Last night, I had the good fortune to attend the second annual Choice Streets Food Truck Tasting on Pier 86, an event featuring 25 food trucks hand-picked by the crack food team at the Village Voice. There were a lot of familiar names there, like Wafles & Dinges and Coolhaus, but I also saw several trucks I had never heard of before, like the excellently-named Miami Food Machine. The lines were long and a lot of the popular trucks ran out of food before they could serve everyone, but you could still get a taste of most of what was available if you were willing to wait it out, which wasn’t too hard given the perfect spring weather. Here, a recap of my evening in pictures:
The line to get in to Choice Streets was long and slow-moving, but we were treated to a pretty spectacular view of the Intrepid while we waited.
Once wrist-banded and through security, we encountered more lines at the individual trucks. The line at Palenque Homemade Colombian Food seemed doable, and the corn arepa with chicken and portobella mushrooms was pretty good, although I couldn’t find any chicken in mine.
There were a lot of taco options. The line for the Korean taco at Seoul Food Truck was endless and not moving, so I opted instead for a pork taco from Mexcio Blvd.
A solid pork taco (extra spicy, obviously).
Seoul Food Truck and its preposterously long line just wasn’t in the cards. Same goes for Mac Truck, which was slinging mac & cheese topped with pork shoulder. Those trucks and Rhong Tiam had the consistently longest lines of the evening. Speaking of preposterous, the size of the Norwegian Breakaway cruise ship that was the backdrop for the festivities (and whether there were enough lifeboats) was discussed a lot.
As usual, Solber Pupusas represented Brooklyn hard. If you have never been out to Red Hook in the summer to get one of these you are missing out.
Seriously, this chicken and cheese pupusa is one of the two best things I ate all night. These guys basically started the food truck movement, and they are still better at it than most who have come since.
A falafel flauta from Mike N Willies was a new twist on some old favorites, but the flavor was somewhat bland.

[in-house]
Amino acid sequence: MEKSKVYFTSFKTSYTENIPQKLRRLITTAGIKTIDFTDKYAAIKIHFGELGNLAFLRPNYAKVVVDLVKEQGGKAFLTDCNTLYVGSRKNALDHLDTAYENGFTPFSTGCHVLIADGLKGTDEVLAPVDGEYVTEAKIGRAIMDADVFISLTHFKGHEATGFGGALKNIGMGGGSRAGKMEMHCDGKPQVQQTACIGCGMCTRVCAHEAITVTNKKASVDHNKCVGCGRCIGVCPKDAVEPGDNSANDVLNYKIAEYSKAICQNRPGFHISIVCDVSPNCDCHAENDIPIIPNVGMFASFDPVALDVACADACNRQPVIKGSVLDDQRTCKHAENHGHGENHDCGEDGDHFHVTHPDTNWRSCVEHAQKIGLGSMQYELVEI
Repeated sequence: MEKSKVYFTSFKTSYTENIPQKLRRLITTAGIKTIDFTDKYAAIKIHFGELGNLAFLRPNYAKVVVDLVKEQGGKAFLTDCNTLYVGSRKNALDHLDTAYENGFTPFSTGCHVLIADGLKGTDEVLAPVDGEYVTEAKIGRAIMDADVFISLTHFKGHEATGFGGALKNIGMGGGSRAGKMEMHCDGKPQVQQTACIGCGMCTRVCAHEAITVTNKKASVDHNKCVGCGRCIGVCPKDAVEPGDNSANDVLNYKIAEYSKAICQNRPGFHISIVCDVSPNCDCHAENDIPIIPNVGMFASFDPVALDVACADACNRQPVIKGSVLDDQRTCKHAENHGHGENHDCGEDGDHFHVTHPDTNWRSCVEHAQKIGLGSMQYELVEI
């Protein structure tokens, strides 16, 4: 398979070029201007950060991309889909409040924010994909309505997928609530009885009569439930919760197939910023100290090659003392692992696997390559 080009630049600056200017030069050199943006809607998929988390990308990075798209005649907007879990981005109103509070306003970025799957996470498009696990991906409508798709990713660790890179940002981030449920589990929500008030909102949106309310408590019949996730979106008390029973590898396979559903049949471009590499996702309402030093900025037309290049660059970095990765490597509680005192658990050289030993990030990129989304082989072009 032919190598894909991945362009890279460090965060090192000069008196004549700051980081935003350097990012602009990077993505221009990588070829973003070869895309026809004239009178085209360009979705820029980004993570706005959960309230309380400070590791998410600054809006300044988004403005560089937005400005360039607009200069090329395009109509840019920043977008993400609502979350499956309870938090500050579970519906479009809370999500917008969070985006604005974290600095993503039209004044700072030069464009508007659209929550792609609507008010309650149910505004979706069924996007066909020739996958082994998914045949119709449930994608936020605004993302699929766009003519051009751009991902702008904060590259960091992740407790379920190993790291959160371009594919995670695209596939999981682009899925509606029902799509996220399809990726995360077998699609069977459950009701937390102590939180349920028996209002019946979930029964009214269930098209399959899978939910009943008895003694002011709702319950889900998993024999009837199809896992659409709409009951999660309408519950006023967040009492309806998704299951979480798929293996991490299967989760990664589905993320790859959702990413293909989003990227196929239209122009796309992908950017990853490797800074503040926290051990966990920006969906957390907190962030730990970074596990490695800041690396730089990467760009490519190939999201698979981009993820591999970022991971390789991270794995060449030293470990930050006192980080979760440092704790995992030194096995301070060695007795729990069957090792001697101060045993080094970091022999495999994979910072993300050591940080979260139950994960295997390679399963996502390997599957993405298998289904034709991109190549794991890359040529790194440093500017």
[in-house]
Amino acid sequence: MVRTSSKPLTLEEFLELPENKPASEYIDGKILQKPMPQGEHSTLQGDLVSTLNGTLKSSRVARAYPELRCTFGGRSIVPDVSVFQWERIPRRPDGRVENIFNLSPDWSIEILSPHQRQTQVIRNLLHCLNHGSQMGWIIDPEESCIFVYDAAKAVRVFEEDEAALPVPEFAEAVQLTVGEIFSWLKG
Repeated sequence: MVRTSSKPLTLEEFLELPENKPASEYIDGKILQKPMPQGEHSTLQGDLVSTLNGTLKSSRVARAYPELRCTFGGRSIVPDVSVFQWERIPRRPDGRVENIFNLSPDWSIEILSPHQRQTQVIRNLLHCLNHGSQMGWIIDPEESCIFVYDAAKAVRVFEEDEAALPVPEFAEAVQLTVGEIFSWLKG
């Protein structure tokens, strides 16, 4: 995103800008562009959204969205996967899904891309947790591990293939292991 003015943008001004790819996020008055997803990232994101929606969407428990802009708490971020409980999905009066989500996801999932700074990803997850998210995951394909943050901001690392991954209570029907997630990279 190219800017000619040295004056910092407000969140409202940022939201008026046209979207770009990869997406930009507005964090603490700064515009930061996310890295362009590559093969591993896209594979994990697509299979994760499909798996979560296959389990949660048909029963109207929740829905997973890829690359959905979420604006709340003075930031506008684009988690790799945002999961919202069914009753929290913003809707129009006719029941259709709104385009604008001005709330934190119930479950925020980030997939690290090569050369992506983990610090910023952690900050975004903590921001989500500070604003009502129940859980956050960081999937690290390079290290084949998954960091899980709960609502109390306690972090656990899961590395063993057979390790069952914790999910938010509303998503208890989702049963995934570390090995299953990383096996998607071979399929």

I waited for what felt like an hour at Rhong-Tiam for what a guy I met in another line said was the best burger he’d ever had in his life. By the time I got to the front, the Korean BBQ burger was gone but the regular burger, which I was pleased to discover tasted a lot like Shake Shack, remained.
The portabello, spinach and mozzarella mini empanada from Nuchas was one of the more disappointing items of the night. That’s it at the top. No, that’s not a special kind of dough, it was just served burnt.
Desi Food Truck was serving up delicious Puri Bhaji with just the right amount of kick. Really made me wish they hadn’t run out of biryani before I got there.
Neapolitan Express had the most tricked out truck at the event, with double wide picture windows so you could see all the action, which at one point included the harried staff doing a shot together.
I’ve always kind of wondered whether food truck pizza is worth it when there is a decent slice shop on just about every corner in NYC, but this Bufala pizza was damn tasty.
The other best thing I ate all night (aside from the pupusa) was the Coolhaus snickerdoodle cookie and salted caramel ice cream sandwich. I really can’t say enough about it and I almost braved the crazy line a second time to try the Cinnamon Toast Crunch cookie and mint chocolate chip ice cream option.
The crowds started to dissipate after dark, but the lines were still going strong. Seoul Food and Mac Truck ran out of food, but now I know who to stalk on tweat.it during my lunch hour.
Great recap! That Puri Bhaji from Desi Food Truck looks crazy good. If you’re interested in posting any of those pics on the trucks’ Voice Places pages, we’d love to have them! Here’s COOLHAUS’ page, for example: http://www.voiceplaces.com/coolhaus-new-york-34010408-l/